Running Get-WmiObject Win32_ComputerSystem -ComputerName 'MyCnameRecord' gives error: The RPC server is unavailable. (Exception from HRESULT: 0x800706BA).

However running Get-WmiObject Win32_ComputerSystem -ComputerName 'ServerNameToWhichTheAboveCnameRefers' all works.

Equally Get-WmiObject Win32_ComputerSystem -ComputerName 'IPOfServerWhichCnameAlsoCorrectlyResolvesTo' works.

Is anyone aware of some configuration / security setting which may be required to allow RPC calls to a server via a CNAME record? I'd assumed that as the IP is correctly resolving, and this works by IP, it should work by cname record; however clearly it doesn't.


We recently migrated our SQL Servers from a physical cluster to a stand-alone VM. We'd used a DNS alias for the cluster, which we kept after migrating to the VM in order to minimise reconfiguration (i.e. we use this approach: https://www.mssqltips.com/sqlservertip/2663/using-friendly-names-for-sql-servers-via-dns/).

After this migration, some of our monitoring software began giving errors when attempting to query the database server's performance. It was accessing the database server via the DNS alias, rather than by the server name (this had worked previously for the cluster; though no longer worked when using the DNS CNAME record).

The PowerShell code above is just a simplified way to demonstrate the underlying issue.

  • NB: Further testing has shown that this is also true of servers referenced by A Record entries. So it's likely not DNS causing the issue, so much as the server not recognising that this name refers to itself.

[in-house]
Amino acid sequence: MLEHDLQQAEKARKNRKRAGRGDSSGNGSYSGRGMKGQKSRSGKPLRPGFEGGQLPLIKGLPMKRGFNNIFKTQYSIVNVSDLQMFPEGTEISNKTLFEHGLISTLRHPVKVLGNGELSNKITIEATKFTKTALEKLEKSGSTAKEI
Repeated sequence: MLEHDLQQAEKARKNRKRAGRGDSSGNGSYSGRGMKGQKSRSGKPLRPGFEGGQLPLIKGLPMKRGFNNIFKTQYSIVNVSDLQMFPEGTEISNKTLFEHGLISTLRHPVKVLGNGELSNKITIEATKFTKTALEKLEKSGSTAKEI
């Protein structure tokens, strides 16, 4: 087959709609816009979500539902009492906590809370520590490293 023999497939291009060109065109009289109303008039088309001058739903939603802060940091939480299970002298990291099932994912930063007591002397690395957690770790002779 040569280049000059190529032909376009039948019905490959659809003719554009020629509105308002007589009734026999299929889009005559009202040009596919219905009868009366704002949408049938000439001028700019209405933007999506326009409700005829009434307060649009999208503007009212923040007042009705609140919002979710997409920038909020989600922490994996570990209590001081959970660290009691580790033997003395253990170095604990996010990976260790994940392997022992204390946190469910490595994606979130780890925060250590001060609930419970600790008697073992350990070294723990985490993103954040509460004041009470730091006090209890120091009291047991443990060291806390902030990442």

– JohnLBevan
    Nov 14, 2016 at 17:35

2 Answers 2


Have you looked at OptionalNames and DisableStrictNameChecking in the LanmanServer parameters? Depending on your Windows version these may be the issue.


This has worked with shares & printing for me in the past so should (could) work for other Win32 RPC stuff.

  • That worked; thank-you. NB: We continued to have issues with 1 (client) server after this fix. On investigation it turned out that that client had the alias in its hosts file (c:\windows\system32\drivers\etc\hosts). Though this entry was correct (i.e. same name and IP) it seems that because this value wasn't coming from DNS it wasn't trusted; removing the entry resolved the issue.
    – JohnLBevan
    Nov 17, 2016 at 18:08
  • ps. more information on additional CName tweaks here: serverfault.com/a/23824/137255
    – JohnLBevan
    Jan 31, 2017 at 14:45

What TheFiddlerWins describes is a very likely culprit. I dealt with a similar issue a couple months ago, see WMI queries can't run with a FQDN?.

  • Yes! I forgot about that, had a similar issue using WMI queries from my Nagios box. Nov 16, 2016 at 14:01

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